The word became flesh, and made his dwelling among us. - John 1:14

Not only did the Son of God become a baby, but also he became flesh. Divinity joined to corporeal muscle, blood and bones. In this humbling of the eternal Son of God, the Word who was with God from the beginning and was God, chose to begin in the way all flesh does-as a newborn.

But what does “flesh” really mean? Doesn’t it sound a bit crass?

In the Bible, the word “flesh” points to a number of different realities. Literally, it means “the body,” the tissues and bones and fluids that are common to any human being living anywhere in the world at any time. The body is the jar of clay in which God has placed treasures. Consequently, at another level, “flesh” can mean “humanity” or “human nature.” To speak of “flesh and blood” refers to the humanness that you share with your family, friends, and people you’ve never met. And at a different level, “flesh” can mean “fallen, flawed, human.” “The flesh” is shorthand in Paul’s epistles for intrinsic human nature-broken and fallible. But there is one exception. One human life that was not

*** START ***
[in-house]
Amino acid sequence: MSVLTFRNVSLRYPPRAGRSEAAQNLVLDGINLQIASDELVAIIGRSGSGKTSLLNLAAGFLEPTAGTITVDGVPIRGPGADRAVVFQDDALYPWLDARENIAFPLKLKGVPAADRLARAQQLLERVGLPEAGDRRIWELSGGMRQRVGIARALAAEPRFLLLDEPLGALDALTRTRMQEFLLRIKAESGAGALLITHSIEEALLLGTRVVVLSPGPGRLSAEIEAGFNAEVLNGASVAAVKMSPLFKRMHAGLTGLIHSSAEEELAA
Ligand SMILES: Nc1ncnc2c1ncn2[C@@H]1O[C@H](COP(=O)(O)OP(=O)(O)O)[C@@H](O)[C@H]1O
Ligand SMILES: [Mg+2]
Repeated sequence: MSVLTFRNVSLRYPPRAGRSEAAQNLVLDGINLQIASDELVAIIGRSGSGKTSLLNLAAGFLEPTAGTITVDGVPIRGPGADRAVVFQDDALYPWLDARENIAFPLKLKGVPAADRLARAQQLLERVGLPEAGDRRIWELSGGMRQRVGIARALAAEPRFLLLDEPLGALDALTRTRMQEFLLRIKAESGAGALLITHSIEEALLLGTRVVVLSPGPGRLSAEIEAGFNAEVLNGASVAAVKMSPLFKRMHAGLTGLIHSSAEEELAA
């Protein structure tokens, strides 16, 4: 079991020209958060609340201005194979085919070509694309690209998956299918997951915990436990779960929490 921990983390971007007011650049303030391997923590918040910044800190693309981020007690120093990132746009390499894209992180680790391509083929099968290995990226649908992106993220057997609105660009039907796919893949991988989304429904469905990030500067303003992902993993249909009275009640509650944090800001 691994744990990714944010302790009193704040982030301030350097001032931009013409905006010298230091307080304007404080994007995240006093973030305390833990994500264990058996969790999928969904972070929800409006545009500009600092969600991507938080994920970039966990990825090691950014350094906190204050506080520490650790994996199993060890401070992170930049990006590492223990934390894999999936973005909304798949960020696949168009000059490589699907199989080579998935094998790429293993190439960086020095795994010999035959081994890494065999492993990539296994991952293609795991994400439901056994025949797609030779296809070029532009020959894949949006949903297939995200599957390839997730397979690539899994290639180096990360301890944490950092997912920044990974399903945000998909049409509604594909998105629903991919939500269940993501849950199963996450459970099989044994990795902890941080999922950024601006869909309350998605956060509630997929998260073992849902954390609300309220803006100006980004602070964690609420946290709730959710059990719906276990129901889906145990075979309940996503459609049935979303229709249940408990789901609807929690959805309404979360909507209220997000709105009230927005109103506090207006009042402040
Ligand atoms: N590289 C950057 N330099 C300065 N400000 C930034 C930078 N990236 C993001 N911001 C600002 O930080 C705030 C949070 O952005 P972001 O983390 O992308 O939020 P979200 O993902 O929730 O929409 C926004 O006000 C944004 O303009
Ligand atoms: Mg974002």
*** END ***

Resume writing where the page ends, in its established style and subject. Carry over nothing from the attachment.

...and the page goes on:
flawed and full of sin-Jesus’.

“The word became flesh.” It means that the Son of God became human-really, truly human-with the exception that he had no sin. Christmas is a time of awe because the best news the human race ever received was that its Creator had so much love, that he joined the human race to save it. He is a savior who experienced real hunger, real fatigue, real sorrow. He faced temptation when the Evil One tempted him in the wilderness with very “fleshy” things like power, wealth, and authority (Luke 4:1-13).

Jesus knows us, because he was one of us. Real flesh, but perfect. So on those days when we are so disappointed with ourselves because we are having a hard time controlling the flesh, this is the kind of savior to turn to.